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Association between hand-grip strength and site-specific risks of major osteoporotic fracture: Results from the Japanese Population-based Osteoporosis Cohort Study

Published:September 23, 2019DOI:https://doi.org/10.1016/j.maturitas.2019.09.008

      Highlights

      • Low hand-grip strength was independently associated with the risk of vertebral fracture.
      • Hand-grip strength was associated with risk of forearm fracture over a 10-year follow-up.
      • Age adjustment attenuated the association between hand-grip and risk of hip fracture.

      Abstract

      Objectives

      To investigate the association between hand-grip strength and site-specific risks of major osteoporotic fracture.

      Study design

      Prospective cohort study.

      Main Outcome

      Associations between low hand-grip strength and increased risk of fracture at the distal forearm, vertebrae, and hip.

      Measures

      We enrolled 1342 postmenopausal women aged 50 years or more into baseline and follow-up surveys of the Japanese Population-based Osteoporosis Cohort Study in 1996, 1999, 2002, or 2006. Fracture events were ascertained by follow-up surveys until 2011 or 2012. The Cox proportional hazards model was used to estimate hazard ratios (HRs) of hand-grip strength on fracture event.

      Results

      During a median follow-up of 15.2 years, 162 women sustained at least one osteoporotic fracture and 135 of these women sustained at least one major osteoporotic fracture, the larger group including 65, 38, 35, and 8 women with fractures of the distal forearm, vertebrae, hip, and proximal humerus, respectively. In the crude models, the associations between low hand-grip strength and increased risk of fracture at the distal forearm, vertebrae, and hip were significant; the HRs (95% confidence interval) of the lowest tertile of hand-grip strength were 2.02 (1.10–3.71), 11.35 (4.07–31.63), and 4.72 (1.79–12.47), respectively. Age adjustment attenuated the significance of hip fracture risk, and adjusting for bone mineral density attenuated the significance of distal forearm fracture risk. After additional adjustment for body mass index, history of diabetes mellitus, and calcium intake, the HR for vertebral fracture risk was 4.55 (1.56–13.27). When limiting the follow-up period to 5 and 10 years, low hand-grip strength was associated with an increased risk of distal forearm fracture independently of the aforementioned covariates; the HRs were 4.22 (1.12–15.95) and 2.52 (1.03–6.17), respectively.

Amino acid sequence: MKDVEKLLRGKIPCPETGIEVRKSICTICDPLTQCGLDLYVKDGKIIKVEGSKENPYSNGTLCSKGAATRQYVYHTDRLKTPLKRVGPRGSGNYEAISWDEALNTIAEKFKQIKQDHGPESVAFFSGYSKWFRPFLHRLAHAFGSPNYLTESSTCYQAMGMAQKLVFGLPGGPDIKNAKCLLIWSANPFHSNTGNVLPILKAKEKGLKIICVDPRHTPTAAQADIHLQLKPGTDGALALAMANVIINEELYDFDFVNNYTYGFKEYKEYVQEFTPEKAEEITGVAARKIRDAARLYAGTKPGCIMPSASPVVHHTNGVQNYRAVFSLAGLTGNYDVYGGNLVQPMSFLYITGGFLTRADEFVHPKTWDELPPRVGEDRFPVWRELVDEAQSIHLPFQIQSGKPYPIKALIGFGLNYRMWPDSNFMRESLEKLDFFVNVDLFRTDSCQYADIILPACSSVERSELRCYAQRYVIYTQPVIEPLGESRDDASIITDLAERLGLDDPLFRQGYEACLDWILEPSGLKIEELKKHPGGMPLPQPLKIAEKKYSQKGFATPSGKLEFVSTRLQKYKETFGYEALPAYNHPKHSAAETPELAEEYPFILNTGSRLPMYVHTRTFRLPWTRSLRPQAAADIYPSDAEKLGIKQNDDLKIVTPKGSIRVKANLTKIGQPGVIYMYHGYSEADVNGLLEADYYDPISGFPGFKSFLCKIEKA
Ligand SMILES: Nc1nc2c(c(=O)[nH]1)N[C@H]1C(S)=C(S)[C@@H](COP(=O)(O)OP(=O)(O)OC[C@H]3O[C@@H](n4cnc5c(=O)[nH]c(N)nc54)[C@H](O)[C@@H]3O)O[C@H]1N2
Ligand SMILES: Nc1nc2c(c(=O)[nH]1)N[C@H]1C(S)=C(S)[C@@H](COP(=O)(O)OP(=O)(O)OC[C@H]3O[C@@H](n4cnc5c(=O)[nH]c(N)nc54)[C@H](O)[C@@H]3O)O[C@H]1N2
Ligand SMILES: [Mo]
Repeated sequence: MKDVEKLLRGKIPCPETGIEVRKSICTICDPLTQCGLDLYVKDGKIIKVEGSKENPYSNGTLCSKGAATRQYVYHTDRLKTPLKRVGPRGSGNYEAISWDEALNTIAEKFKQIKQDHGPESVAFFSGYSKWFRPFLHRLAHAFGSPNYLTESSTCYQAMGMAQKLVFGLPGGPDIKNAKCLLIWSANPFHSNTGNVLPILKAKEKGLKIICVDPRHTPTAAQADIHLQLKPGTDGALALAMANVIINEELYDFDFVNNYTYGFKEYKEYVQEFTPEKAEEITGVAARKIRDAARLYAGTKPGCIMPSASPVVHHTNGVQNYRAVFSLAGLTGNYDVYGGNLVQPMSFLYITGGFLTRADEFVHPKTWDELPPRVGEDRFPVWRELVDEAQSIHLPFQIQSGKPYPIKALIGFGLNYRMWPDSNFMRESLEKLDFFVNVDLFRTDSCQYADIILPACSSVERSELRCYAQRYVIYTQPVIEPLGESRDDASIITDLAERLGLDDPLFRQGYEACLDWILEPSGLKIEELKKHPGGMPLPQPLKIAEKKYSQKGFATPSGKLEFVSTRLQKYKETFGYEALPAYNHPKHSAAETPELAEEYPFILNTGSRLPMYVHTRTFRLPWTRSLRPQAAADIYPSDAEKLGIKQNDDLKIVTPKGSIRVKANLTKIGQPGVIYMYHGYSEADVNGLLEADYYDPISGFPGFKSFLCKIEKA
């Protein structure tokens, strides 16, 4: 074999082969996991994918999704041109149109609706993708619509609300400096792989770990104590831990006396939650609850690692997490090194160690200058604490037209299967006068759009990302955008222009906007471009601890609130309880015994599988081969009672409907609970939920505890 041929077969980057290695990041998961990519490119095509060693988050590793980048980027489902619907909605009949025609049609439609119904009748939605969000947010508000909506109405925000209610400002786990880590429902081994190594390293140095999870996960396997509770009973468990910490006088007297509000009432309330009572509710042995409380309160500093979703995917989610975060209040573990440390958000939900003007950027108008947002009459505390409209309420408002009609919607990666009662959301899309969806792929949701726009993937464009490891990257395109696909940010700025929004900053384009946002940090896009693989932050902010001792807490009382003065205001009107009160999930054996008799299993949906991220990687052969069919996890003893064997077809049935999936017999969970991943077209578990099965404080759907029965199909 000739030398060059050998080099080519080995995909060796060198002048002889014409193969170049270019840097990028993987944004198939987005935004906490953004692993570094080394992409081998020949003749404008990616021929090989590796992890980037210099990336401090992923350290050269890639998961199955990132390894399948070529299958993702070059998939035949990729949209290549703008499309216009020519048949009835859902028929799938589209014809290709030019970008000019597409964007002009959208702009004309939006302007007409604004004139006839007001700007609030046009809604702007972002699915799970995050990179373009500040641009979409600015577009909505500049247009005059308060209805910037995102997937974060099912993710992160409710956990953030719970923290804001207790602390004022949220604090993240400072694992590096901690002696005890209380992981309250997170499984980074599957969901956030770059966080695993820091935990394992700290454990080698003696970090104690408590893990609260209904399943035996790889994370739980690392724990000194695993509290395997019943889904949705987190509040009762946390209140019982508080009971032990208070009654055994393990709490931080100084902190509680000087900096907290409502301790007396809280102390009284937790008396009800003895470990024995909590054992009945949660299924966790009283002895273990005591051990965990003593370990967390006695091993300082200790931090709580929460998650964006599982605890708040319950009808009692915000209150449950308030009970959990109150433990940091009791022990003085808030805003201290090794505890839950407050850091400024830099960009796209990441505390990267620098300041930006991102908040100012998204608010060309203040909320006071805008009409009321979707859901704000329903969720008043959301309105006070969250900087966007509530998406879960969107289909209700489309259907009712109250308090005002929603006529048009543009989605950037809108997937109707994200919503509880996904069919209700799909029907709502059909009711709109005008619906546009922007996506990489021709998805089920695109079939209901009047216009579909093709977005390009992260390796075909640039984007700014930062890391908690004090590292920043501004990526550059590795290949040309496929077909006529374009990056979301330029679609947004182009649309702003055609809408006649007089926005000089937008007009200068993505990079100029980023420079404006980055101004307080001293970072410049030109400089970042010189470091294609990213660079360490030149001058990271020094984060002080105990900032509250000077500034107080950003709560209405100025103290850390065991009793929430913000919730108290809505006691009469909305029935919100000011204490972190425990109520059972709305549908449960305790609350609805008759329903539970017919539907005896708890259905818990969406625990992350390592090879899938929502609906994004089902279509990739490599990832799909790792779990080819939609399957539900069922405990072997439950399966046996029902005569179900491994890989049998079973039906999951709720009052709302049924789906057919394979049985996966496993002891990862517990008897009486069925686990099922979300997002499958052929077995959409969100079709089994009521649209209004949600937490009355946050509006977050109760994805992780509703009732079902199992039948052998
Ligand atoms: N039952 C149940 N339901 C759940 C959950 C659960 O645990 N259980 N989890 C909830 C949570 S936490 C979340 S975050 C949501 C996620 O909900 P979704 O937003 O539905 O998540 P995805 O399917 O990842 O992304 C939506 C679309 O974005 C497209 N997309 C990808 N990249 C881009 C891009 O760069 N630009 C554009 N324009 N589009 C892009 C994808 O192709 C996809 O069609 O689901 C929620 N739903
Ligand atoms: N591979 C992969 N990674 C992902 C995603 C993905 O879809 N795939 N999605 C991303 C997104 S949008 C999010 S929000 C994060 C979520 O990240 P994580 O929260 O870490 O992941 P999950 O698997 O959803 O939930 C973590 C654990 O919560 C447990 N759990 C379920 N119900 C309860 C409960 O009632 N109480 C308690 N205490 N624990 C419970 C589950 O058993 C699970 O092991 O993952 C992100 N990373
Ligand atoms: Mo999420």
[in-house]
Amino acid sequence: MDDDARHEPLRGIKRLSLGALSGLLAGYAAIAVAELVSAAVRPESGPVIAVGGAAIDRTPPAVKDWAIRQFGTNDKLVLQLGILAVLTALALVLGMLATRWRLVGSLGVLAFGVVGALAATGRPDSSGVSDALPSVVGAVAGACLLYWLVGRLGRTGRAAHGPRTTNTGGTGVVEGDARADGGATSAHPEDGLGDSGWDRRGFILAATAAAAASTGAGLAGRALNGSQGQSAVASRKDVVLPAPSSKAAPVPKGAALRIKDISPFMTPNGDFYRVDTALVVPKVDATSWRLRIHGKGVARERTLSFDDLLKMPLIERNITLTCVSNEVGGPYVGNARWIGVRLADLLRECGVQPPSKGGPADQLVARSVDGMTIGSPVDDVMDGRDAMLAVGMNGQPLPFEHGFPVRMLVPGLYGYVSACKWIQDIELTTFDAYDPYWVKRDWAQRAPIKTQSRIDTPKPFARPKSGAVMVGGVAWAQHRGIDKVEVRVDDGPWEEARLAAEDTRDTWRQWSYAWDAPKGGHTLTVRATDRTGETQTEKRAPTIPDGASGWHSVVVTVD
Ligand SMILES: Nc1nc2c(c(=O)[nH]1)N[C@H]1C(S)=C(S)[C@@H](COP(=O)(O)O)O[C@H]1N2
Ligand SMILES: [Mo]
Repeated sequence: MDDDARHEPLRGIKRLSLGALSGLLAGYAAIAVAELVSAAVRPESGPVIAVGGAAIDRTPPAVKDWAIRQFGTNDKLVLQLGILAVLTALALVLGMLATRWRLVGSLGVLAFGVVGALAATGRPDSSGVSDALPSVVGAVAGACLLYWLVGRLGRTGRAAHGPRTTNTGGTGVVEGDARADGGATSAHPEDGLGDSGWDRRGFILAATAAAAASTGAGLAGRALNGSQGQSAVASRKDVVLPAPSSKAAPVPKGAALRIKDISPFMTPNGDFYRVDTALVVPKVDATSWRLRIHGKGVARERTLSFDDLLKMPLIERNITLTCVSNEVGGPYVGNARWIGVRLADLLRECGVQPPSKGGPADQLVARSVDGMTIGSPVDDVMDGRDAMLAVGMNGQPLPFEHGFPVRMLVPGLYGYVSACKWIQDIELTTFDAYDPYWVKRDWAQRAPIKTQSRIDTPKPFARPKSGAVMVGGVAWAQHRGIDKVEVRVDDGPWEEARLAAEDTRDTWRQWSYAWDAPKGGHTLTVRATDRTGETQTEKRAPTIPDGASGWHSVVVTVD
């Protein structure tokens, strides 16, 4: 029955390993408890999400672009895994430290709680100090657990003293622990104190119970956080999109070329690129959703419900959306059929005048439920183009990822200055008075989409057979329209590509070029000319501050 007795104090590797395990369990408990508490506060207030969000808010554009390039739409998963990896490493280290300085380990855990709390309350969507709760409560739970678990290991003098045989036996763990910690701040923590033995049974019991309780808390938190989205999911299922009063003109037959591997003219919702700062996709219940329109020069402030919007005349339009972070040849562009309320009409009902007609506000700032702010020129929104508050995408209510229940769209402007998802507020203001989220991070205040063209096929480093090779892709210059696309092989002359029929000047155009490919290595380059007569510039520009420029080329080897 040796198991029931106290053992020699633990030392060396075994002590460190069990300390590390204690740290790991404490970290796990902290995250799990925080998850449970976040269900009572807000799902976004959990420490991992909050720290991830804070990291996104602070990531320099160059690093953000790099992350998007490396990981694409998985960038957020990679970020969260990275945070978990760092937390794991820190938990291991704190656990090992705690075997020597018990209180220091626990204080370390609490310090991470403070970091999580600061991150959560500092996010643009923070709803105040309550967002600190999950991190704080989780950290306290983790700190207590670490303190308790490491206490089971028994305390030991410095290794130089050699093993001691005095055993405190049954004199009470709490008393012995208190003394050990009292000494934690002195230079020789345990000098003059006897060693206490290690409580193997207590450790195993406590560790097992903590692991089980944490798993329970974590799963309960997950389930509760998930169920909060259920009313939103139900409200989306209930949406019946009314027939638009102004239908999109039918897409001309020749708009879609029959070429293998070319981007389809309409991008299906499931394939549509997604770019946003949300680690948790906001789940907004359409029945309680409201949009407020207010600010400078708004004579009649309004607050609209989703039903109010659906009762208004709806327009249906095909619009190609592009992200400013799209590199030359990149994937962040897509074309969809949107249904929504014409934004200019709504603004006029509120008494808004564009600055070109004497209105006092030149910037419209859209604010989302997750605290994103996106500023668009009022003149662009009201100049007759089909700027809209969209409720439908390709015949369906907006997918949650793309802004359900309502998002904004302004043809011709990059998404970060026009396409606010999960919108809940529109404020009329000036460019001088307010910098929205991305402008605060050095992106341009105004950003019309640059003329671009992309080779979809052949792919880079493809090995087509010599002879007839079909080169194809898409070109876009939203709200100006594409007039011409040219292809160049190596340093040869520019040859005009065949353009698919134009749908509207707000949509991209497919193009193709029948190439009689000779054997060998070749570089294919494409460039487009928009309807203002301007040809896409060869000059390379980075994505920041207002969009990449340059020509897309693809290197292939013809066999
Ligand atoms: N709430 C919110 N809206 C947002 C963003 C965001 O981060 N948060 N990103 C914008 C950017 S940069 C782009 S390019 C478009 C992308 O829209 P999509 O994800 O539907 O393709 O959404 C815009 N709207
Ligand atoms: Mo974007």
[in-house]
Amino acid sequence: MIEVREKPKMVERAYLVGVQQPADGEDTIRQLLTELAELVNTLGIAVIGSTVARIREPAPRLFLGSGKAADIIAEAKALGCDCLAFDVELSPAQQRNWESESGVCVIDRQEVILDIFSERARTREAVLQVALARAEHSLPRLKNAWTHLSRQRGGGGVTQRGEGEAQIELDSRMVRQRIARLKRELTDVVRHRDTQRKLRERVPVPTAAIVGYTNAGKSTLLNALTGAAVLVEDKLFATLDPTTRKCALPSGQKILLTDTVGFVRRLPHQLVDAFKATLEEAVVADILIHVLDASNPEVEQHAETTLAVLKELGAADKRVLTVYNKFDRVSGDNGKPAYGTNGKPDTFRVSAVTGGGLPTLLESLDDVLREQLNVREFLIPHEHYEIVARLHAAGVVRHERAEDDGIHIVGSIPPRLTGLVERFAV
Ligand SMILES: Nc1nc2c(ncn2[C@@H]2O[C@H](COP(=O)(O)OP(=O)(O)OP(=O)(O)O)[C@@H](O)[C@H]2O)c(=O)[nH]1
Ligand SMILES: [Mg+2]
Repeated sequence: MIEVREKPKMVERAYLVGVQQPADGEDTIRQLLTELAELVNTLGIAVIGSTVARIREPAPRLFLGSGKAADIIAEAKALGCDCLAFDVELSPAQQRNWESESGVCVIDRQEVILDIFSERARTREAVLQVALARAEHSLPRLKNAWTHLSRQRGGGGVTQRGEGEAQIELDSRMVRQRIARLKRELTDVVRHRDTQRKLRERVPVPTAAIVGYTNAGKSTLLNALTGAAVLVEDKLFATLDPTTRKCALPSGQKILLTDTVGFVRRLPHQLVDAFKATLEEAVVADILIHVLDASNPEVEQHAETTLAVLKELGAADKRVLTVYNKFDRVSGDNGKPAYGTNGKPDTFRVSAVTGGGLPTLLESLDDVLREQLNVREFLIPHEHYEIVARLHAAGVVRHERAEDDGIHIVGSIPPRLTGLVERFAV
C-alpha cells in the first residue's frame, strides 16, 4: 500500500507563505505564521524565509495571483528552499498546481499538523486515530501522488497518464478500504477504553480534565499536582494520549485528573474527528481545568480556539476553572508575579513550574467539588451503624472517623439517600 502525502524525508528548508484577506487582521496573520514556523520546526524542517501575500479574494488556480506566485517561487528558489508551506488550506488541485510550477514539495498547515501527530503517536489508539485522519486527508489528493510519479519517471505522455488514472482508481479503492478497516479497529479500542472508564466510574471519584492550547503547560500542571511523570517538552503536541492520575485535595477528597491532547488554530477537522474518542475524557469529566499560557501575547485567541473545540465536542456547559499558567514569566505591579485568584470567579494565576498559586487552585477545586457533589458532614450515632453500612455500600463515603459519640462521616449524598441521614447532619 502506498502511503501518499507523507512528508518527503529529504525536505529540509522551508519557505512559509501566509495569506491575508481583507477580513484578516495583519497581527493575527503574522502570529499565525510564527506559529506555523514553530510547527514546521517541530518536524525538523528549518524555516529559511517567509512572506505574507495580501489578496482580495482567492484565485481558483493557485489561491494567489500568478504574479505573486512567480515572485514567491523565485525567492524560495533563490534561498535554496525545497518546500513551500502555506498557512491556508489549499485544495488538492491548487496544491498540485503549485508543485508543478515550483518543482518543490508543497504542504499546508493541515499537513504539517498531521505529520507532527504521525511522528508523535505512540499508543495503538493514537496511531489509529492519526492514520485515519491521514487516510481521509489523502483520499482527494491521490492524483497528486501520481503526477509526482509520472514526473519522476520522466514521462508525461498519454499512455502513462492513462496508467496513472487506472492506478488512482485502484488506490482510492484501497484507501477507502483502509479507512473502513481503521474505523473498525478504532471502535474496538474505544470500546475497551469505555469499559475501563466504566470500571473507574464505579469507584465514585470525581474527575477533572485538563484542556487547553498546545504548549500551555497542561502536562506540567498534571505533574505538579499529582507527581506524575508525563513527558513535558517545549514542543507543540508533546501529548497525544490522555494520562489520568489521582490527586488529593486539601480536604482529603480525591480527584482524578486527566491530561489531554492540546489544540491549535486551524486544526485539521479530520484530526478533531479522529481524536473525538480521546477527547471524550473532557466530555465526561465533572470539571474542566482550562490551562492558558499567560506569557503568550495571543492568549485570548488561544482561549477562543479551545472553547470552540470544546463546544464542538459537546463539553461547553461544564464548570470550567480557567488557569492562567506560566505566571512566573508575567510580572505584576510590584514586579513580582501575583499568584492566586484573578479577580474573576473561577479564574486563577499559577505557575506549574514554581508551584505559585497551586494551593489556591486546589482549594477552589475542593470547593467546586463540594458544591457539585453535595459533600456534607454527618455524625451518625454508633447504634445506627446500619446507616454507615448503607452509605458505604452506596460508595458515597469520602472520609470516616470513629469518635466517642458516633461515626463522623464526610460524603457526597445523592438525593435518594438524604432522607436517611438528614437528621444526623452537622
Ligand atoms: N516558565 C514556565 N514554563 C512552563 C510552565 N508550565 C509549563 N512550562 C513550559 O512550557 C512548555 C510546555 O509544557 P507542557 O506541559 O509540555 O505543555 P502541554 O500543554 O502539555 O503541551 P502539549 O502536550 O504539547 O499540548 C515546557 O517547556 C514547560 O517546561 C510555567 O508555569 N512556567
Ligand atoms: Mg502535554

Conclusions

      Low hand-grip strength is specifically associated with the risk of distal forearm fractures within 10 years and clinical vertebral fractures within 15 years or more in Japanese postmenopausal women.

      Abbreviations:

      BMD (bone mineral density), BMI (body mass index), CI (confidence interval), HR (hazard ratio), IQR (interquartile range), JPOS (Japanese Population-based Osteoporosis Cohort Study)

      Keywords

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